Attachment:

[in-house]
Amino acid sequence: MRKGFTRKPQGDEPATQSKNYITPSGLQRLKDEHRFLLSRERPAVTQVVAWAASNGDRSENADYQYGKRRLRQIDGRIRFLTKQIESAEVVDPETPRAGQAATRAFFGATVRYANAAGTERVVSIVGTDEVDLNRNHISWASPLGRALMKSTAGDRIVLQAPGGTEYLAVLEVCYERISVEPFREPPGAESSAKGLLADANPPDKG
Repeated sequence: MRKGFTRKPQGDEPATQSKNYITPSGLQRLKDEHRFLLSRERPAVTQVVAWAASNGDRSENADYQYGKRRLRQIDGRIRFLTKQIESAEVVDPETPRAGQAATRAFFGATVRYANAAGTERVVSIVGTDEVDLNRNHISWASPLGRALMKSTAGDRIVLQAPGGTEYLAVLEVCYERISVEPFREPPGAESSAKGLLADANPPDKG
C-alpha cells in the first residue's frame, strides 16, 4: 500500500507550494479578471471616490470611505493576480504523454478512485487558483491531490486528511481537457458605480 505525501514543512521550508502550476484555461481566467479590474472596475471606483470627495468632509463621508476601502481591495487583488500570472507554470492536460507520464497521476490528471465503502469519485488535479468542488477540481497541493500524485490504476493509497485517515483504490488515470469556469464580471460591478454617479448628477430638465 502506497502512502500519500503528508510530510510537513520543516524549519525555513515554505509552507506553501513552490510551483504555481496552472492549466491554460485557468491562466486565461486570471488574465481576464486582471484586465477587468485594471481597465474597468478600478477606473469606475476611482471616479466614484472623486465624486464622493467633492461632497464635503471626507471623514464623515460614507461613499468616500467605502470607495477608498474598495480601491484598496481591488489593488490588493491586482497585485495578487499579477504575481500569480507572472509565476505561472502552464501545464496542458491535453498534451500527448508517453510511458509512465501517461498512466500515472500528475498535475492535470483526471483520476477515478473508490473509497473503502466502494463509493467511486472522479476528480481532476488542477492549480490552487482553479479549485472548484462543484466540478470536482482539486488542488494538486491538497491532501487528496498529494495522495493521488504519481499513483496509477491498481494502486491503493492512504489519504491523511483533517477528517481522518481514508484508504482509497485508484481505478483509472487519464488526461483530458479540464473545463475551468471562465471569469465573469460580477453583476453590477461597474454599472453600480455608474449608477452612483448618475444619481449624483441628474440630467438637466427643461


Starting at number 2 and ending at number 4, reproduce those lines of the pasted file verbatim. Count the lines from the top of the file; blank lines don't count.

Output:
Amino acid sequence: MRKGFTRKPQGDEPATQSKNYITPSGLQRLKDEHRFLLSRERPAVTQVVAWAASNGDRSENADYQYGKRRLRQIDGRIRFLTKQIESAEVVDPETPRAGQAATRAFFGATVRYANAAGTERVVSIVGTDEVDLNRNHISWASPLGRALMKSTAGDRIVLQAPGGTEYLAVLEVCYERISVEPFREPPGAESSAKGLLADANPPDKG
Repeated sequence: MRKGFTRKPQGDEPATQSKNYITPSGLQRLKDEHRFLLSRERPAVTQVVAWAASNGDRSENADYQYGKRRLRQIDGRIRFLTKQIESAEVVDPETPRAGQAATRAFFGATVRYANAAGTERVVSIVGTDEVDLNRNHISWASPLGRALMKSTAGDRIVLQAPGGTEYLAVLEVCYERISVEPFREPPGAESSAKGLLADANPPDKG
C-alpha cells in the first residue's frame, strides 16, 4: 500500500507550494479578471471616490470611505493576480504523454478512485487558483491531490486528511481537457458605480 505525501514543512521550508502550476484555461481566467479590474472596475471606483470627495468632509463621508476601502481591495487583488500570472507554470492536460507520464497521476490528471465503502469519485488535479468542488477540481497541493500524485490504476493509497485517515483504490488515470469556469464580471460591478454617479448628477430638465 502506497502512502500519500503528508510530510510537513520543516524549519525555513515554505509552507506553501513552490510551483504555481496552472492549466491554460485557468491562466486565461486570471488574465481576464486582471484586465477587468485594471481597465474597468478600478477606473469606475476611482471616479466614484472623486465624486464622493467633492461632497464635503471626507471623514464623515460614507461613499468616500467605502470607495477608498474598495480601491484598496481591488489593488490588493491586482497585485495578487499579477504575481500569480507572472509565476505561472502552464501545464496542458491535453498534451500527448508517453510511458509512465501517461498512466500515472500528475498535475492535470483526471483520476477515478473508490473509497473503502466502494463509493467511486472522479476528480481532476488542477492549480490552487482553479479549485472548484462543484466540478470536482482539486488542488494538486491538497491532501487528496498529494495522495493521488504519481499513483496509477491498481494502486491503493492512504489519504491523511483533517477528517481522518481514508484508504482509497485508484481505478483509472487519464488526461483530458479540464473545463475551468471562465471569469465573469460580477453583476453590477461597474454599472453600480455608474449608477452612483448618475444619481449624483441628474440630467438637466427643461